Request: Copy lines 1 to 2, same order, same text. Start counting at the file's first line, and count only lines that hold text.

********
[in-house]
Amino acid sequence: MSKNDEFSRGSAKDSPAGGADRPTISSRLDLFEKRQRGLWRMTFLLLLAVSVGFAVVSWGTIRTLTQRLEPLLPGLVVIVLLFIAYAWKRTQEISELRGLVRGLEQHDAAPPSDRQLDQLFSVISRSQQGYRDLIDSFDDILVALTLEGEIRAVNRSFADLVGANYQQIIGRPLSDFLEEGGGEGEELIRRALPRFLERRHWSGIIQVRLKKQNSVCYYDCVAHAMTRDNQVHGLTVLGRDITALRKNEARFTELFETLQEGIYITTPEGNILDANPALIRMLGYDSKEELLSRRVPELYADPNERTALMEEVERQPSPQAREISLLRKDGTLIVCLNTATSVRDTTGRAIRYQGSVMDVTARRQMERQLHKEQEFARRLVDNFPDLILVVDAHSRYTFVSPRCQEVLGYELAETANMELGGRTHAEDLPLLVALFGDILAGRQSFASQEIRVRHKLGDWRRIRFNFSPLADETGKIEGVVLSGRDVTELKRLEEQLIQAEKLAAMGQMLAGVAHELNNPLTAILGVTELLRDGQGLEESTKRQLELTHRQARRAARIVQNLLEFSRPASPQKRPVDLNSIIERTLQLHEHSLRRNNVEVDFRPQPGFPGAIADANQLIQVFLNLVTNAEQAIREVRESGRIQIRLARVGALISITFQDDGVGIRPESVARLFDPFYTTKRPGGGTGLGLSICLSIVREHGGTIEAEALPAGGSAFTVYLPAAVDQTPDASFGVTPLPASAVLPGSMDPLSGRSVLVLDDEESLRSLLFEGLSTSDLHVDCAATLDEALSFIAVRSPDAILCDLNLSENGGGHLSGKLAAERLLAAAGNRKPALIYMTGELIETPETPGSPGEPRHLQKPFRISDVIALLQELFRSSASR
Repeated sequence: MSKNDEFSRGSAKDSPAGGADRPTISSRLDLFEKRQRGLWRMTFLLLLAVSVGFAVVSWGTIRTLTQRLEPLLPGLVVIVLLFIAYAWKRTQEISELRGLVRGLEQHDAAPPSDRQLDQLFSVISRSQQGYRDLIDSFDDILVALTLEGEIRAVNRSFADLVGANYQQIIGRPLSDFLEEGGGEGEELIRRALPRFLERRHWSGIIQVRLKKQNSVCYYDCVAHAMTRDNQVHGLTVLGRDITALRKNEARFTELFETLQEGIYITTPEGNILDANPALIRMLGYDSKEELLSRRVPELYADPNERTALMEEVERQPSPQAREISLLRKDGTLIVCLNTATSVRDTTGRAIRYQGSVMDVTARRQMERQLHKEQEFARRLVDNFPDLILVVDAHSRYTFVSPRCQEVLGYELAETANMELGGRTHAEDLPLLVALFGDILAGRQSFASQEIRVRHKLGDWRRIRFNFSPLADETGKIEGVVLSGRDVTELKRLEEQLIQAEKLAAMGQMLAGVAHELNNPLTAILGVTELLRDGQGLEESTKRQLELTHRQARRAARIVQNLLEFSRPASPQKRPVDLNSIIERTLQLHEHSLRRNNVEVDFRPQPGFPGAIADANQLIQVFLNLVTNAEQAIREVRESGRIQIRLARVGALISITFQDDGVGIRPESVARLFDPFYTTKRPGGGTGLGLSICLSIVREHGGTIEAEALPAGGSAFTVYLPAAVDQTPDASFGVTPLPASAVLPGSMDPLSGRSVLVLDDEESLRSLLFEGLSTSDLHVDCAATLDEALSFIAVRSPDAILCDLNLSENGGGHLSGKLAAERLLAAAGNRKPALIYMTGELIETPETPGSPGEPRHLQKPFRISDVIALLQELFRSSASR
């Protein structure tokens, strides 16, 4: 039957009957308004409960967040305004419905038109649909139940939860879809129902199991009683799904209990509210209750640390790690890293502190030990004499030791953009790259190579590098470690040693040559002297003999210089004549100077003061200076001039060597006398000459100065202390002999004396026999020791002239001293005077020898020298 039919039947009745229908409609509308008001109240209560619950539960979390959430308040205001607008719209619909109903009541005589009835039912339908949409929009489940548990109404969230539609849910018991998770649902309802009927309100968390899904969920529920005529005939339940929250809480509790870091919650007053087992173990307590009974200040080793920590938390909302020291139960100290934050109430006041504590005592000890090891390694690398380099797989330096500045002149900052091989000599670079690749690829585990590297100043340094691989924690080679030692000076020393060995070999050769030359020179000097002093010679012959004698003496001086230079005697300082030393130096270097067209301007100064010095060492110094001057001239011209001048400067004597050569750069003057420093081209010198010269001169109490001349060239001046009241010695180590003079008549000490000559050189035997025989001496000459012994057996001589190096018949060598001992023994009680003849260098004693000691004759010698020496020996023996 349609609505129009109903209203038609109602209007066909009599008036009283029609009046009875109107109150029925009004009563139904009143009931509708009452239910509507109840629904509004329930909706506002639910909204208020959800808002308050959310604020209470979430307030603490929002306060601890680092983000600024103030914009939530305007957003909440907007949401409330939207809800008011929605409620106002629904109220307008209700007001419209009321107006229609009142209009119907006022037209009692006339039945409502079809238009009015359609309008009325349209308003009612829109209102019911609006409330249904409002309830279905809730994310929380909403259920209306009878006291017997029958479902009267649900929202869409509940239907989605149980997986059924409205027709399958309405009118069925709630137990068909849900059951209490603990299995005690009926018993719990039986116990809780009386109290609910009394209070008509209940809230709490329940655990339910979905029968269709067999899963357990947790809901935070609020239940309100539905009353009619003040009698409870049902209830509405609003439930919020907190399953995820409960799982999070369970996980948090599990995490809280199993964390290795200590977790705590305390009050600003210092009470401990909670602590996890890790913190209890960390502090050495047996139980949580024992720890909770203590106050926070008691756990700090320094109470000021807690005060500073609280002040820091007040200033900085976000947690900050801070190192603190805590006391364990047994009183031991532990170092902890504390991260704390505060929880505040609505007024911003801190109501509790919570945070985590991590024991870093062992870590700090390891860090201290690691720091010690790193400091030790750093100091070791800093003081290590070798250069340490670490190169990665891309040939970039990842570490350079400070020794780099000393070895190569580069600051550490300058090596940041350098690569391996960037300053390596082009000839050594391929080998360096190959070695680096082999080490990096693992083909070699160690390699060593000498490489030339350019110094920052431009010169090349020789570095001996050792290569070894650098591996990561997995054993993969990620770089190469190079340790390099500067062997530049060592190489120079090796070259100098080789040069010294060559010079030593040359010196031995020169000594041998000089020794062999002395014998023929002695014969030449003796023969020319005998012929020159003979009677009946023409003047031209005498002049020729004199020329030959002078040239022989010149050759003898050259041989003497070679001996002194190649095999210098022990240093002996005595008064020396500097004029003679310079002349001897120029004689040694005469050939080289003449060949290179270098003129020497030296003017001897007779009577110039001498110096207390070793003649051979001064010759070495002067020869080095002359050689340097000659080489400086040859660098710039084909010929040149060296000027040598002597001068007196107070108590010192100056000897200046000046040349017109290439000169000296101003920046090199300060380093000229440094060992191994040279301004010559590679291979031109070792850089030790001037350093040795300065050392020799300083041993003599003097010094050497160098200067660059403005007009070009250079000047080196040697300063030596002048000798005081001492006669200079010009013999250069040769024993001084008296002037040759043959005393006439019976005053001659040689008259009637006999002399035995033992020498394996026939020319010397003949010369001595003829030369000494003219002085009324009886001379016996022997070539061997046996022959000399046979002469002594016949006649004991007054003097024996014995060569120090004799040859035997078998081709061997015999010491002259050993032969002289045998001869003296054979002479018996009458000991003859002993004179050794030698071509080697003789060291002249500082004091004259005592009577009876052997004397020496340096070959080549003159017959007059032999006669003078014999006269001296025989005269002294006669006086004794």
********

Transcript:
[in-house]
Amino acid sequence: MSKNDEFSRGSAKDSPAGGADRPTISSRLDLFEKRQRGLWRMTFLLLLAVSVGFAVVSWGTIRTLTQRLEPLLPGLVVIVLLFIAYAWKRTQEISELRGLVRGLEQHDAAPPSDRQLDQLFSVISRSQQGYRDLIDSFDDILVALTLEGEIRAVNRSFADLVGANYQQIIGRPLSDFLEEGGGEGEELIRRALPRFLERRHWSGIIQVRLKKQNSVCYYDCVAHAMTRDNQVHGLTVLGRDITALRKNEARFTELFETLQEGIYITTPEGNILDANPALIRMLGYDSKEELLSRRVPELYADPNERTALMEEVERQPSPQAREISLLRKDGTLIVCLNTATSVRDTTGRAIRYQGSVMDVTARRQMERQLHKEQEFARRLVDNFPDLILVVDAHSRYTFVSPRCQEVLGYELAETANMELGGRTHAEDLPLLVALFGDILAGRQSFASQEIRVRHKLGDWRRIRFNFSPLADETGKIEGVVLSGRDVTELKRLEEQLIQAEKLAAMGQMLAGVAHELNNPLTAILGVTELLRDGQGLEESTKRQLELTHRQARRAARIVQNLLEFSRPASPQKRPVDLNSIIERTLQLHEHSLRRNNVEVDFRPQPGFPGAIADANQLIQVFLNLVTNAEQAIREVRESGRIQIRLARVGALISITFQDDGVGIRPESVARLFDPFYTTKRPGGGTGLGLSICLSIVREHGGTIEAEALPAGGSAFTVYLPAAVDQTPDASFGVTPLPASAVLPGSMDPLSGRSVLVLDDEESLRSLLFEGLSTSDLHVDCAATLDEALSFIAVRSPDAILCDLNLSENGGGHLSGKLAAERLLAAAGNRKPALIYMTGELIETPETPGSPGEPRHLQKPFRISDVIALLQELFRSSASR